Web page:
Wednesday, April 24, 2019

Dengue mosquito is Queensland's biggest threat for spreading Zika virus

Researchers at QUT and QIMR Berghofer Medical Research Institute have found that the dengue fever mosquito common to north and central Queensland poses the greatest danger of spreading the Zika virus in Australia.

The researchers showed that not only was the dengue mosquito effective at transmitting Zika, but also that the virus was in the mosquitoes' reproductive organs. This finding suggests that Zika could persist in mosquito populations by females passing it to their offspring.
The researchers' study, Vector competence of Australian Aedes aegypti and Aedes albopictus for an epidemic strain of Zika virus, has been published in PLOS Neglected Tropical Diseases.
Key points:
  • People can contract Zika from the bite of a female mosquito carrying the virus
  • A woman infected with Zika can pass the virus to her unborn child causing neurological problems including microcephaly, when the brain does not develop properly and the baby has a smaller than normal head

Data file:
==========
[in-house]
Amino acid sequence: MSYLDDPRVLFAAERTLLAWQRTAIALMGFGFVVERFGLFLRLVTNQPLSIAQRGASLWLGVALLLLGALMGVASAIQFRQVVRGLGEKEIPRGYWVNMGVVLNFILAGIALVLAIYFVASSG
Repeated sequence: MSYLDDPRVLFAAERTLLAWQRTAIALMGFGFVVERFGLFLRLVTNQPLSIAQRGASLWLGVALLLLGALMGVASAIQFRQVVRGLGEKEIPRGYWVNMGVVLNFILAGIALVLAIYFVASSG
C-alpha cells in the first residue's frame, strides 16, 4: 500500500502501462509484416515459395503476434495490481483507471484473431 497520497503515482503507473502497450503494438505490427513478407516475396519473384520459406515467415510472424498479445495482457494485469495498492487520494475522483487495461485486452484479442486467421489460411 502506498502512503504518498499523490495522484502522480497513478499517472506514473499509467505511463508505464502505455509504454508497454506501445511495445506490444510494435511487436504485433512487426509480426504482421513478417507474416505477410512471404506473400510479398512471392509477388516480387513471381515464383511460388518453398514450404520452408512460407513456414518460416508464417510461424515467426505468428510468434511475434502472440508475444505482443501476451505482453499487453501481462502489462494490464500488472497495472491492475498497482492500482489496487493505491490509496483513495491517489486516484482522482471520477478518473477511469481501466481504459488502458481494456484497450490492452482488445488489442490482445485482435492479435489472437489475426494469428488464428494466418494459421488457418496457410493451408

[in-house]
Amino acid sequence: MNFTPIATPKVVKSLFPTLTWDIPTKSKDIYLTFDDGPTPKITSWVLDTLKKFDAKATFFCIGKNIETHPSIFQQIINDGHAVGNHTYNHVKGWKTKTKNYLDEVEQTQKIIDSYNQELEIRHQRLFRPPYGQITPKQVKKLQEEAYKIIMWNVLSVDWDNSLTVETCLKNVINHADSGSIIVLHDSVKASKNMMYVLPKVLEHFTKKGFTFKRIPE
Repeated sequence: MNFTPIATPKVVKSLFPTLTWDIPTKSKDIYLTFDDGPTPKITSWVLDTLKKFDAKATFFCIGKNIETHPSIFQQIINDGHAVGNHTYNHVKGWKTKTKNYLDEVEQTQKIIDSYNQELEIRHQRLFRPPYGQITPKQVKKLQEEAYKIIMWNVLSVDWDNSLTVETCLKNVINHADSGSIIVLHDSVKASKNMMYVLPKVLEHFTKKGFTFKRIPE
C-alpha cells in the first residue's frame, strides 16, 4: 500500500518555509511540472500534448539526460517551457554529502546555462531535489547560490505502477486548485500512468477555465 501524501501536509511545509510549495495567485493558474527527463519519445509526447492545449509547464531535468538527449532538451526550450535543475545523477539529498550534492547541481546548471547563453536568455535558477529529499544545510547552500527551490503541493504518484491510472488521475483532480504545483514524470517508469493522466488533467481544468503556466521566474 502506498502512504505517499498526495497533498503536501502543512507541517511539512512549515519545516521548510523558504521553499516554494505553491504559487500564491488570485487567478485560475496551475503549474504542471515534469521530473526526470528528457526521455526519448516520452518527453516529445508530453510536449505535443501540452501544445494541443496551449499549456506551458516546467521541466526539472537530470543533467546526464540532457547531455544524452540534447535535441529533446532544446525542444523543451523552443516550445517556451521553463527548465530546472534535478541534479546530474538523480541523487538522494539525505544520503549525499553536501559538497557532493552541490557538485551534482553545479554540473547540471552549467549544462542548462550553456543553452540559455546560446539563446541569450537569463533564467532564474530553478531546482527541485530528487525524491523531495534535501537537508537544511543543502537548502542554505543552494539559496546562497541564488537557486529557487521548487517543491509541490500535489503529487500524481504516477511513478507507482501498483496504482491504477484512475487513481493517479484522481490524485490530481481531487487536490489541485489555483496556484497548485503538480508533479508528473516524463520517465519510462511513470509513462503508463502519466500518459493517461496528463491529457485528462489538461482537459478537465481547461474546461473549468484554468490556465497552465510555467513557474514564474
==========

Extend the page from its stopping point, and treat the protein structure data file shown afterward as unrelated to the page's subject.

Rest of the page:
• While more than 50 cases of Zika have been reported in Australia, all were contracted overseas
The dengue mosquito is found in northern, central and southern parts of the state, while the Asian Tiger mosquito is currently only in the Torres Strait.
The researchers tested a strain of Zika from the Asian lineage that caused microcephaly during the 2016 epidemic in Brazil.
"At three, seven and 14 days after the mosquitoes were infected with Zika, we tested their saliva to see if they could pass on the virus through a bite," she said.
"We concluded that the dengue mosquito is the main danger for spreading Zika.
"We found 50-60 per cent of the dengue mosquitoes could effectively transmit the virus 14 days after becoming infected, compared to 10 per cent of the Asian Tiger mosquitoes."
Dr Frentiu said the discovery of Zika in the ovaries of the dengue mosquitoes indicated another potential route of infection transmission through mosquito populations.
"This has also been observed recently in field specimens collected in Brazil," she said. "Aedes aegypti eggs were collected and hatched and the larvae tested, and Zika was found in the larvae.
"It is possible that if infected larvae were able to reach maturity still infected with Zika, they could then pass the virus to humans. This is an area where further research is needed."
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Source: Queensland University of Technology

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